Threads, the Twitter competitor developed by Meta, experienced a significant decline in its daily active users, according to recent reports. After reaching a peak of around 50,000 daily active users on Android devices in early July, the app's user base now stands at approximately 10 million.
Data from the digital intelligence platform Similarweb indicates that Threads' user numbers represent less than a tenth of Twitter's current usership, which is now referred to as X.
At its launch on July 5, over 10 million users swiftly joined the social media platform within just seven hours, as highlighted by Meta's Founder and CEO, Mark Zuckerberg. Threads even earned the title of being the most downloaded non-game app on its launch day in a decade, based on data from market intelligence provider Sensor Tower. The app's popularity surged beyond 100 million users.
However, recent developments reveal a decline in user engagement. On average, Threads users now spend merely 2.4 minutes daily on the app, marking an 80% decrease from its peak in early July.
Experts point out that a lack of cultural relevance and core communities has contributed to this drop in engagement. Many users, both celebrities and regular individuals, have ceased posting on the platform.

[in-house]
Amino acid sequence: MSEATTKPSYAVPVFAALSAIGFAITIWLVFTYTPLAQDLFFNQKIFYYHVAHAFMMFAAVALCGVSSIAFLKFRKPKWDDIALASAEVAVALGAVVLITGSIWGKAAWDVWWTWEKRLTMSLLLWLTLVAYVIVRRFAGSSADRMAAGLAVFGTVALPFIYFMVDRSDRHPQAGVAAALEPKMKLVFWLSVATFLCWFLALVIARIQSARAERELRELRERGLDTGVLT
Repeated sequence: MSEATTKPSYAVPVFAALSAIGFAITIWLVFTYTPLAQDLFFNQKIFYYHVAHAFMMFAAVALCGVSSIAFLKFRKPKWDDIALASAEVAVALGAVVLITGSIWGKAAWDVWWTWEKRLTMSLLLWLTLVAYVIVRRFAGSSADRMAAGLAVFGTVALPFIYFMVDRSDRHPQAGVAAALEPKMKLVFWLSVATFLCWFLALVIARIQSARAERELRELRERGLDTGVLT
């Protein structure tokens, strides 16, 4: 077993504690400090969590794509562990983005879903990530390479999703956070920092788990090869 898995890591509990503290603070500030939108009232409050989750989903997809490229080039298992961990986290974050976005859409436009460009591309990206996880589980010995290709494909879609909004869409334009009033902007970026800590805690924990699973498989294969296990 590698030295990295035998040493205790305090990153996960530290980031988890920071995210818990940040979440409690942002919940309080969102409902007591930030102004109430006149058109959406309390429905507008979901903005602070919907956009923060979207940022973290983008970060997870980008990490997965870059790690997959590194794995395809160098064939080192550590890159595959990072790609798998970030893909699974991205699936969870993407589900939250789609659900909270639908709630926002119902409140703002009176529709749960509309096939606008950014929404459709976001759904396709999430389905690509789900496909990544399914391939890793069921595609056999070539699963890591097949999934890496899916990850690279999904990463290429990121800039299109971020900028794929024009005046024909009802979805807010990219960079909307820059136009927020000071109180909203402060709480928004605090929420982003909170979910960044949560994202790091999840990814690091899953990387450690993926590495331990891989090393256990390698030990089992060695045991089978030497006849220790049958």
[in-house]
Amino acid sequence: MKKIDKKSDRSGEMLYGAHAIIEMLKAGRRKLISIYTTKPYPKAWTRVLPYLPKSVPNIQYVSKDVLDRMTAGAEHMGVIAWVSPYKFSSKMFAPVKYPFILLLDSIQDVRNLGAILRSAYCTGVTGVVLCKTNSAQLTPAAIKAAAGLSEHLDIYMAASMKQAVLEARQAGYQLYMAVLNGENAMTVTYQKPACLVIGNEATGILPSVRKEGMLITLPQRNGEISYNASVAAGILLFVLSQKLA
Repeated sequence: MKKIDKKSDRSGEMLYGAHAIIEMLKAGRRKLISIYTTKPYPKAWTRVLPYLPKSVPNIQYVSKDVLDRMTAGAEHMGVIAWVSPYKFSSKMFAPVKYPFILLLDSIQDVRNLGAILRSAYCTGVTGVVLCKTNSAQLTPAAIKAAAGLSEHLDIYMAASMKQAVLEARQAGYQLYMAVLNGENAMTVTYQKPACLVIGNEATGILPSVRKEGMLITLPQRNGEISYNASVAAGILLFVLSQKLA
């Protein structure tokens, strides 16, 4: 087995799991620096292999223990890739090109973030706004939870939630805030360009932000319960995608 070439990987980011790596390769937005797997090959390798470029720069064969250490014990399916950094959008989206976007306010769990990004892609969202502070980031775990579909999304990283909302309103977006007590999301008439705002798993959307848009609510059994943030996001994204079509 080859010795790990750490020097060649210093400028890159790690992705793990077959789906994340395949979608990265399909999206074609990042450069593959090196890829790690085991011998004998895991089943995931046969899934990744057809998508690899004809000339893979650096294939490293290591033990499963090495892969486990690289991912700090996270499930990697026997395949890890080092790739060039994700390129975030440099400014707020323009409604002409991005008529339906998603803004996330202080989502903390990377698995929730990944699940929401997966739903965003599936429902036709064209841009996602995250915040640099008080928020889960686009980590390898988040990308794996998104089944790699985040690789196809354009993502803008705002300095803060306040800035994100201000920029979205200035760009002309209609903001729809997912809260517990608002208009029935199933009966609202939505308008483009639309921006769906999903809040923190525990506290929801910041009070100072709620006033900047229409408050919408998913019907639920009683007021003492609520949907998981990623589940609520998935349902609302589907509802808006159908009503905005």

Kevin Driscoll, an associate professor of Media Studies at the University of Virginia, commented on the app's current state, stating, "When I open it, I see a lot of very generic content that seems to be coming from a team of brand managers or public figures. As opposed to what made Twitter feel exciting and compelling in its heyday, which was a more direct conversation and live responses to things that were unfolding."
Threads initially gained traction by offering a streamlined onboarding process, allowing users to effortlessly import their Instagram information and connect with familiar faces. However, once the initial novelty wore off, users became hesitant to open yet another app on their devices. The fact that Threads initially lacked a desktop counterpart further added to its challenges.
Inputs from IANS